“I work as a Senior Threat Intelligence Analyst,” John Southworth says over our virtual call, once he’d got the green light to chat to me from PricewaterhouseCoopers, his employers. “What that means on a day-to-day basis is that I check the activity of hacker groups and develop ways to detect and track that hacking activity. Companies will generally approach us to ask us to review their cyber security and help them protect their systems.
“You find that firms will realise that they’ve been hacked and quickly want a solution. So that’s something I get pulled in to, helping to work with firms to see where the weaknesses are in their systems and where the breach is.”
John left Framlingham College a few years ago to go straight to Bath University to study maths, where he excelled before taking an internship at PwC cybersecurity, which sparked an unexpected fascination with the sector. He says: “I kind of stumbled into this. I feel quite lucky to be honest. When I was at university, I was applying for all kinds of internships at traditional financial services firms and then I saw PwC were recruiting for interns in their cyber security team. The internship was great for me as I realised, completely by accident really, that this was something I was interested in.”
Cyber security, like many other highly technical modern digital industries, seems, on the surface, like an area of work exclusively ringfenced for coding obsessives. But according to John, it’s more accessible than people think. He says: “I think with cyber security, it can feel like there’s a barrier to getting into the industry, which puts people off. But it’s such a broad sector so there are so many roles within it. It’s definitely something you can learn on the job.
“It’s sometimes a little bit like detective work. We have software where it looks like you have strings connecting all these people together, a bit like police TV dramas.
Imagining a scene from The Wire, I’m curious to know more about John’s working conditions in Central London, where he goes to work every day when there is not a global pandemic. He says: “I started work in late 2017 and when I started, when it was just a small team, we were all on just a couple of rows in our office. Now I’m part of a huge team, with hundreds of people. It just shows how fast the industry is growing.”
As the UK Government so callously pointed out last summer, while performance ballet is an industry on pause, there are an increasing number of jobs in cyber security. John continues: “Unfortunately, these cyber threats are getting bigger and bigger and there are more groups hacking all of the time. Therefore, the industry is constantly growing, both in the public sector and the private sector where I work.”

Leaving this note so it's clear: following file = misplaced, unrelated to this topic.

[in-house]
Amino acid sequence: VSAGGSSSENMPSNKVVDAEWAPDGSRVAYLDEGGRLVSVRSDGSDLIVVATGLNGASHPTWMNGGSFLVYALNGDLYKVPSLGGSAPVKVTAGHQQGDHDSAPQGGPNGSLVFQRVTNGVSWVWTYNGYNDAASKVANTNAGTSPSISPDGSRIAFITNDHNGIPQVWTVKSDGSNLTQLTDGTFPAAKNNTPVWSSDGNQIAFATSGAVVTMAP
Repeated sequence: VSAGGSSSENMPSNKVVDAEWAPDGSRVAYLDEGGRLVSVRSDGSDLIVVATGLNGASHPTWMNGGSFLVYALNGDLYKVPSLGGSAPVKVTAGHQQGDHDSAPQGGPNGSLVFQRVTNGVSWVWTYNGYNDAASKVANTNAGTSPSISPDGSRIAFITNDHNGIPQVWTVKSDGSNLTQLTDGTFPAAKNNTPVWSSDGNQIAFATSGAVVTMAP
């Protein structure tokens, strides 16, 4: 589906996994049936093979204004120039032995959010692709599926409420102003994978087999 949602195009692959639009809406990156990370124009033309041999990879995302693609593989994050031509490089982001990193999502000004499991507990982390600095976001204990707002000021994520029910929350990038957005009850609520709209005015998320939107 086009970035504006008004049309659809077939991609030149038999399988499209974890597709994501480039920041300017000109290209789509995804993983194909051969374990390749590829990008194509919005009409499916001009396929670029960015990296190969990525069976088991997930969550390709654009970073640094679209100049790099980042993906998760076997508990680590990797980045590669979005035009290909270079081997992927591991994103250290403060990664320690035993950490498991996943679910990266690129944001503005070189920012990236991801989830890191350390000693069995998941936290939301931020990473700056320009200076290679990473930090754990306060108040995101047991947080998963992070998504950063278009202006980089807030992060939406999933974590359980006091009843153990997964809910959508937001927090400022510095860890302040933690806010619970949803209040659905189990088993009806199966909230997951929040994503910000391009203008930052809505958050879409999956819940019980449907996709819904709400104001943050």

As a pupil here at Framlingham College, John was, like many young people, unsure of which direction his career would take. He says: “I started at the Prep School in Year 7. It was a great experience for me. I think that Framlingham College has a really good balance of good academics, where I knew that whichever subject I took an interest in, I would have great teachers to help me develop, combined with the extra-curricular stuff that goes on across the school. I really felt that I could do anything.”
“I should also just say a public thank you to all of my family who have been really supportive throughout my education and career as well as my music.”
While the man staring back at me from my computer screen, who works for one of the ‘big four’ accountancy firms, seems confident and appears to have the world at his feet, he says it wasn’t always this way. “I remember being quite a shy child for a while,’ John adds. “I think the nice thing about Framlingham College, was that I got plenty of opportunities to step out of my comfort zone. So, music was really big for me in that respect in that I would stand on a stage and perform in front of people and speak in Chapel. I got my self-belief to go on and do the things I wanted to do from my education. I still play the piano.”
Looking ahead, John, like the rest of the UK, is looking forward to the reopening of leisure and hospitality this summer, following a difficult year. But for those in the cybersecurity industry, the switch to home working has been seamless, he tells me. “One of the best things about this work is that it can be done anywhere,” John says. “At the moment I’m really enjoying being in London and I can’t see that changing anytime soon, but it’s nice to think there might be an option to go to America and work there at some point in the future.
“I really like my role and I’m fascinated to see the way the industry will grow and the direction cyber will take.”
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